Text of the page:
So Mal now ferries passengers and commits petty crimes to eke out a living on the fringes in Serenity, a ship that looks like a duck gene-spliced with a couple of Rolls Royce Boeing engines. But it still manages to be awfully endearing and it's clear from his almost sensual in-space direction that Joss Whedon really loves this ship. Her captain is a good, bad-man with a very strong moral sense. His second in command is the unswervingly loyal and hard when needed ex-soldier Zoe. Zoe is married to Serenity's pilot, and resident smart-ass, (Whedon's self-confessed alter-ego) Wash. The muscle is provided by Jayne, a wonderful name for a brute of a man none too blessed in the thinking department. The fifth of the crew is the decidedly ultra-cute female engineer, Kaylee. To say this group has an on screen chemistry is doing it a disservice. You feel they've been on that boat for years. It's a tribute to Whedon and his remarkable cast that he can fly through the interior of that lovely ship with a steadicam, introduce these characters as if it's a normal slice of Firefly pie when what he's really doing is giving all newcomers to his 'verse (greenhorns?) what they need to get up to speed. It's a dazzling opening (after a pre-credit introduction to the main character and principal villain in the tale he's telling).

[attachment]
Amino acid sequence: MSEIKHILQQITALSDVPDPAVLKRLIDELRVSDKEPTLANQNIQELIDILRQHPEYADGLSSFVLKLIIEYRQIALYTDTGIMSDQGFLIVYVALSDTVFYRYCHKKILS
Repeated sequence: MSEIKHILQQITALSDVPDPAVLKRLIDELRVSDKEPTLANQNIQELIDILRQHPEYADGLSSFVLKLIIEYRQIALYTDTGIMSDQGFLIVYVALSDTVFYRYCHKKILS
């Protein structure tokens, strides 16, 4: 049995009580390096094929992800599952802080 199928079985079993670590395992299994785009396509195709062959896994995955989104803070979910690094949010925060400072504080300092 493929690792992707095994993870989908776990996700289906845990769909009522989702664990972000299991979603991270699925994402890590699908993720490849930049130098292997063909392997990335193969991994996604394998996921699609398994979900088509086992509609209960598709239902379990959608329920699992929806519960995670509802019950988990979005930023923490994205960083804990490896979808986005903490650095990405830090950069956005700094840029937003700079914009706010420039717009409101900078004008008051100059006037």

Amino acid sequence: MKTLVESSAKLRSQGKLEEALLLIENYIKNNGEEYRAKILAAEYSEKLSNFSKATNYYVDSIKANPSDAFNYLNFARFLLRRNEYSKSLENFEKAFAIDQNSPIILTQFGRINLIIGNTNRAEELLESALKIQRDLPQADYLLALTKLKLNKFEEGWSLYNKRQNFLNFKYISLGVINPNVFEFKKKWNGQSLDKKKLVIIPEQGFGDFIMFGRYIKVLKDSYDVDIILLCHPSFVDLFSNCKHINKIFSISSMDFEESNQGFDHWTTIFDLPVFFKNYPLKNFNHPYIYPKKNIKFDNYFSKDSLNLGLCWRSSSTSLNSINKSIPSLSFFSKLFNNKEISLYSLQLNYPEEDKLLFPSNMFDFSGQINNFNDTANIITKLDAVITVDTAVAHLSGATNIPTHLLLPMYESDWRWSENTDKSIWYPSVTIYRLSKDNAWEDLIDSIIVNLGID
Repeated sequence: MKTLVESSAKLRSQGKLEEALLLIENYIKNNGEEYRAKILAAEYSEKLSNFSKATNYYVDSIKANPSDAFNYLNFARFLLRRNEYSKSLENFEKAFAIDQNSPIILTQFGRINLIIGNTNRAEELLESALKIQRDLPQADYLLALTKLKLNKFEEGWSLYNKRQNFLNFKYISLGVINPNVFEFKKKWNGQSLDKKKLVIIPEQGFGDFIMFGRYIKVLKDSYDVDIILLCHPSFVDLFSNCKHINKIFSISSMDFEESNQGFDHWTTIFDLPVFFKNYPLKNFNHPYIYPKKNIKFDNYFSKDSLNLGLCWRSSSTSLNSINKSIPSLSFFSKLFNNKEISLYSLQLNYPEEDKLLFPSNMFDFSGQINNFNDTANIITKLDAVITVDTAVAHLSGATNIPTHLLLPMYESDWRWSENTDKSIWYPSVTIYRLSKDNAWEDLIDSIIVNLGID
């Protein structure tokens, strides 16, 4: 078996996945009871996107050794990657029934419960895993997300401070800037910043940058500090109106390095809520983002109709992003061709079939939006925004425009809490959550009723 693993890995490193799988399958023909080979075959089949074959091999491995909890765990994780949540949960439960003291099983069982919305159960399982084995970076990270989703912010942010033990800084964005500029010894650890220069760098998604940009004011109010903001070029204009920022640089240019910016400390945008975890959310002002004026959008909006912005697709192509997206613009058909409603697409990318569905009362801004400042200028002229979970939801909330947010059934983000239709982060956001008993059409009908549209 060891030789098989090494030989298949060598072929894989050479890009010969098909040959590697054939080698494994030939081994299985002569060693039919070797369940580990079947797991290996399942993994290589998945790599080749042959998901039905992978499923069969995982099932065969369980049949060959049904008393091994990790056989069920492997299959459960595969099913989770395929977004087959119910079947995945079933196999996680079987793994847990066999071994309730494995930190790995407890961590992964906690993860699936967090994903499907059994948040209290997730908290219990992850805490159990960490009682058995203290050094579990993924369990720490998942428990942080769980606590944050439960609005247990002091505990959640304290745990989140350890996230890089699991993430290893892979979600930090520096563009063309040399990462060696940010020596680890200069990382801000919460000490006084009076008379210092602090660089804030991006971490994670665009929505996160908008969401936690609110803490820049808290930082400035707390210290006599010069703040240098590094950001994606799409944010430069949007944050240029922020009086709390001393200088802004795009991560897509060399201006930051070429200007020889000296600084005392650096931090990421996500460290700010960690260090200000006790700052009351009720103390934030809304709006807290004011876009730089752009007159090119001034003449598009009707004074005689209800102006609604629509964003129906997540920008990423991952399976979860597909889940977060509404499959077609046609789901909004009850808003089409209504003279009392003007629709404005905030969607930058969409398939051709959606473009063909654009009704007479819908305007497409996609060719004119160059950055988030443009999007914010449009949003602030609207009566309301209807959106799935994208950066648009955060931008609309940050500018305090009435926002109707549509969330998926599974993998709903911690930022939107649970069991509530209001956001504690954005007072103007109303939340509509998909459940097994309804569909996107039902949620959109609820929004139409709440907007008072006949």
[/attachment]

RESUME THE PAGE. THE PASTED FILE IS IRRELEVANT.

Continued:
As for the passengers… River Tam is a child prodigy. Her precocious nature alienates her instructors but it soon becomes apparent that she is gifted in other ways. She has telepathic abilities and sees the world in a very different way. Of course, the military become involved and carry out tortuous experiments on this slender seventeen year old, sitting her wired up in a cold, clean lab. She is set free by her brother, Simon. He has sacrificed a medical career on the central planets just to get River away from her tormentors. So the Alliance is after brain damaged but recovering River - who knows something she shouldn't but is unaware of this - and Dr. Simon Tam. They take refuge on Serenity. The ship's other two (now ex-) crew members are Shepherd Book (a man of God) and Inara, a 'companion' or as actress Morena Baccarin was scared to bill her; a 'cosmic hooker'. Talk about wonderful extremes. The holy man lives on one of Mal's hideout worlds from where he personifies the strong moral belief in Mal (not religious belief which Mal lost at the battle of Serenity hence the ship's moniker). The love of Mal's life, Inara, (who decides to leave the ship but never got a chance to in the series) is settled on the companion training planet. After a visit from the Operative, she understands all too well the nature of the danger Mal and his crew are in housing River and Simon. She chooses to return to Serenity.